# Digital Communications: A Discrete-Time Approachby Michael Rice # QPSK: Over-the-Air With Pluto Radios

## Scaling the Pluto Radio Output

The Pluto radio outputs double-prevision floating point values. (The A/D converters and fix-point resampling filters do are converted to doubles inside the Pluto radio.) You can see this by doing the following in the MATLAB workspace

```                >> load TestInput.mat
>> whos
Name           Size               Bytes  Class     Attributes

r         800001x1             12800016  double    complex
```
The vector r contains complex-valued numbers. The real part is the inphase component, and the imaginary part is the quadrature component. You can use the values, as is, in your Simulink design. But you must scale the TED and PED gains (both Kp) accordingly. The alternative is us scale the input so that you can use the TED and PED gains you have used in the past.

## Using the Phase Trajectory to Scale the Pluto Radio Output

The PLLs operate on the matched filter outputs. So we need to determine the scale constant that produces the desired amplitudes on the matched filter outputs. Because the samples in r were obtained at 4 samples/symbol the matched filter is computed using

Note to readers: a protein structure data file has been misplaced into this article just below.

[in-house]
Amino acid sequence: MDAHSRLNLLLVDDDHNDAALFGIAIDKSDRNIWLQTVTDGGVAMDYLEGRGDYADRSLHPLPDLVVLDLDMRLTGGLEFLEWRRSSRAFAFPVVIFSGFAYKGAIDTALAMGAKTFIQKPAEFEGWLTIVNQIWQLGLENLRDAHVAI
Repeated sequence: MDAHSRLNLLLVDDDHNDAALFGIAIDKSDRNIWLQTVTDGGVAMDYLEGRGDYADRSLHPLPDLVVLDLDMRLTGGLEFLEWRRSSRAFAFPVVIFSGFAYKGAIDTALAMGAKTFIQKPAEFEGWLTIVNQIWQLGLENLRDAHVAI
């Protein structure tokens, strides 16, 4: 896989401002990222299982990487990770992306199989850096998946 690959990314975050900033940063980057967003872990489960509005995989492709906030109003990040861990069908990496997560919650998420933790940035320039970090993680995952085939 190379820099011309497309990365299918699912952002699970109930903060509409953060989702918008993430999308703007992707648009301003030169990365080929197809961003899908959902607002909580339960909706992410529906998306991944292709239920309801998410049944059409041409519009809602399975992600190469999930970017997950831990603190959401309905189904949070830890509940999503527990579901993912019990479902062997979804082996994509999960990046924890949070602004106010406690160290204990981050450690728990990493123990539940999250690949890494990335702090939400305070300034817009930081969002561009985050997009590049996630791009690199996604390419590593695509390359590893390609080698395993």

```                >> p = rcosdesign(0.5,12,4);
```
The corresponding matched filter output is

```                >> x = conv(r,p);
```
You are now in a position to create a phase trajectory. The phase trajectory is a plot of the quadrature component of x (the imaginary part) vs. the inphase component of x (the real part). In MATLAB, this is accomplished by simply plotting x. To plot 1000 samples (skipping the transients introduced by the matched filter) do the following:

```                >> plot(x(6*4+1:6*4+1000));
>> grid on;
>> axis square;
>> axis([-1 1 -1 1]);
```
The resulting plot should look like this You should be able to see an average radius that many of the I/Q samples live near. From this "eye-ball" estimate, you can select the scale factor to create an average radius of 1, or an average radius of √2. [The second one places the constellation points at approximately (±1,±1).]
Brigham Young University - Provo | Fulton College of Engineering | The Church of Jesus Christ of Latter-day Saints
Department of Electrical and Computer Engineering, BYU, Provo, UT 84602 - (801)422-4012 - Copyright 2009. All Rights Reserved